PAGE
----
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Newbie - Tool and Portable Bench Advice Needed

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Forum topic by DetroitJoe posted 12-26-2009 05:22 AM 1197 views 0 times favorited 7 replies Add to Favorites Watch
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DetroitJoe

6 posts in 2541 days


12-26-2009 05:22 AM

Topic tags/keywords: newbie beginner hand tools limited space apartment

Hello everyone,

I grew up working on small projects with my dad (everything from little boxes to an occasional piece of furniture, etc.). I never worked really independently on a project from start to finish – he was always there to help. I did take a year of shop class in middle school, which taught me a bit more and allowed me to work a bit more on my own. In short, I have a general respect and understanding of wood, the tools, and the time that go into making beautiful pieces of work.

Now in my late 20’s, it has been about 12 years since I’ve chiseled on a pen holder or made a cut on the bandsaw. I am living in an apartment with a small (6.5’ x 7’) patio. For obvious reasons, I can’t have a bench outside or a permanent shop inside. I need some sort of portable setup that doesn’t take up a lot of space. Also, I am most interested in hand tool woodworking. I know that power tools are so much faster, but I have more time than space at this point.

I have some cash (read: a few hundred bucks at most) to pick up a some (sharp!!!!) tools, books, etc. I just need your input on where to start and what to get! I have read lots of posts on here that say to start with a bench, or start not with tools, but with just acquiring knowledge. I get it – but I want some cold steel so I can start practicing as I read/learn from all of you!

Sample projects that I can see wanting to work on: jewelry boxes, a blanket chest, small end tables or coffee table, wine rack, etc. Nothing super fancy…not aiming for professional cabinet-maker status at any point…just hoping to kick up some sawdust and churn out a few good looking items.

Thanks all, for your input!

-- - DetroitJoe


7 replies so far

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a1Jim

115206 posts in 3044 days


#1 posted 12-26-2009 05:34 AM

Hey Joe
The first thing you need is a bench it doesn’t need to be big or fancy just sturdy. After that if you working with hand tools you need saws,hammer and carvers mallet,planes,Chisels, and squares. a few clamps. a rasp or two, measuring tapes or rulers,marking knife, and a good source of light. I’m sure others will add things I’ve forgotten. Besides the help here you might want to watch some videos on you tube maybe Charles Neil.

-- http://artisticwoodstudio.com Custom furniture

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DetroitJoe

6 posts in 2541 days


#2 posted 12-26-2009 05:38 AM

Thanks for the reply, Jim!

I know that in the past, I have seen my dad use a couple of sawhorses on pavement with a large board over the top that he can clamp things to, etc. For the sake of my living arrangement, would this suffice for a “bench”?

-- - DetroitJoe

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a1Jim

115206 posts in 3044 days


#3 posted 12-26-2009 05:49 AM

Well Joe
I thought of that too but if your doing a lot of hand planning on the bench it needs to be pretty solid. Maybe you could either clamp or screw the top to the saw horses of build a bench with folding legs.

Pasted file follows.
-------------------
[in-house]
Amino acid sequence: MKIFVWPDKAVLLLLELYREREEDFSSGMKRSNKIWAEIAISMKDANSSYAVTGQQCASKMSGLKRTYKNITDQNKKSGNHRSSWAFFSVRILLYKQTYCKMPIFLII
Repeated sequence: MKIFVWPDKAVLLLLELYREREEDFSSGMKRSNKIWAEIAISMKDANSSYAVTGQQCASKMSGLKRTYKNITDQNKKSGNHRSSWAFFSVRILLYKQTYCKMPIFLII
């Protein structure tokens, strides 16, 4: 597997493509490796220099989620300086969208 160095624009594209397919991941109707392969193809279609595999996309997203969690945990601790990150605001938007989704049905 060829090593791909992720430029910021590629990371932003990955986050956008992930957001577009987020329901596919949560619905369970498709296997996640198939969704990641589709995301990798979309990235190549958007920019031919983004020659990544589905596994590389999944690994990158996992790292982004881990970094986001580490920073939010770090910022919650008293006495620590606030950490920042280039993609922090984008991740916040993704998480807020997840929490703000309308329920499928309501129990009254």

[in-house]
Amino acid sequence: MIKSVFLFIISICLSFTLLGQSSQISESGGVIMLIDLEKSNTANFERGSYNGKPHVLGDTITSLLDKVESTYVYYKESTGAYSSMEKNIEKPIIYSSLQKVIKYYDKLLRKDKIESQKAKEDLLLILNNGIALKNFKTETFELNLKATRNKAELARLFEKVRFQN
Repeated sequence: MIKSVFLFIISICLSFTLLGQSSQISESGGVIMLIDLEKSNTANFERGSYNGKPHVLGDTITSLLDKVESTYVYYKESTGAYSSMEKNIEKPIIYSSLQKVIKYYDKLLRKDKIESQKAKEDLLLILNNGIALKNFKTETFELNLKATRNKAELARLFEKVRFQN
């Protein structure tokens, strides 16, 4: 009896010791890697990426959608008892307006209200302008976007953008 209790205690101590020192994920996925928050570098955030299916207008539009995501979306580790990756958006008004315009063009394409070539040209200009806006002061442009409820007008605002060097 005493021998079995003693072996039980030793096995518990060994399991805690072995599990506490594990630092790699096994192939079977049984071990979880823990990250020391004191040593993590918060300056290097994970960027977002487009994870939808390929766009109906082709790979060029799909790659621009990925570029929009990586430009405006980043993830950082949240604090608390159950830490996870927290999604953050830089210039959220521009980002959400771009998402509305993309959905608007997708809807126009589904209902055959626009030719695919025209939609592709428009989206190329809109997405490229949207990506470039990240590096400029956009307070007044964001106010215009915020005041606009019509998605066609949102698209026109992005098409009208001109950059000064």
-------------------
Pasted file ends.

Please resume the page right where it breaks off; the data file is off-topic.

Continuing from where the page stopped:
-- http://artisticwoodstudio.com Custom furniture

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Navtrtl

17 posts in 2548 days


#4 posted 12-26-2009 06:15 AM

I purchased a book called Selecting and using Hand Tools that really helped explain a lot to me. I think I gave about $7 for it at a discount book store. It is part of a series called Best of Fine Woodworking. It covers things like how to dimension wood with only hand tools and where to find the best deals on used tools, what to look for in a used hand tool, types of saws, sharpening saws, and many other useful things like that.

The thing that I think would apply to you especially was an article on page 96 that featured Toshio Odate explaining the various Japanese saws and their uses. What he used for a work bench was simple something that looked like two sawhorses that were about 8 inches tall. He did all of his sawing (and I am assuming hand plane work) on a board spread across these. He did most of his work from the seated position, but also stood up and used his feed as clamps while he would saw. I will try to find out what the actual name of this workbench is and let you know. If you don’t mind being on the floor, I think it could work. Also, it looks like everything should come apart and fit under the couch or in a closet.

I found a picture of him using the bench without the board across the top in a different book here.

-- US Navy Veteran Morgantown, KY

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DetroitJoe

6 posts in 2541 days


#5 posted 12-27-2009 08:20 AM

I appreciate the input guys!

-- - DetroitJoe

View 8iowa's profile

8iowa

1546 posts in 3228 days


#6 posted 12-27-2009 06:09 PM

I started woodworking in an apartment on the dining room table. I would have loved to have had a patio.

With this said, you have about 45.5 sq feet of working area. A Shopsmith occupies 12 sq feet. This is tight, but probably workable. Check Craigs List or ebay for a used machine. They often sell for a few hundred dollars. There is also a lot of support available, even for machines 50 years old.

-- "Heaven is North of the Bridge"

View papadan's profile

papadan

1183 posts in 2836 days


#7 posted 12-27-2009 06:16 PM

Joe, here is an idea for a mobile bench with plenty of storage. http://www.hoistman.com/HoistMan/Workbench.html

-- Carpenter assembles with hands, Designer builds with brains, Artist creates with heart!

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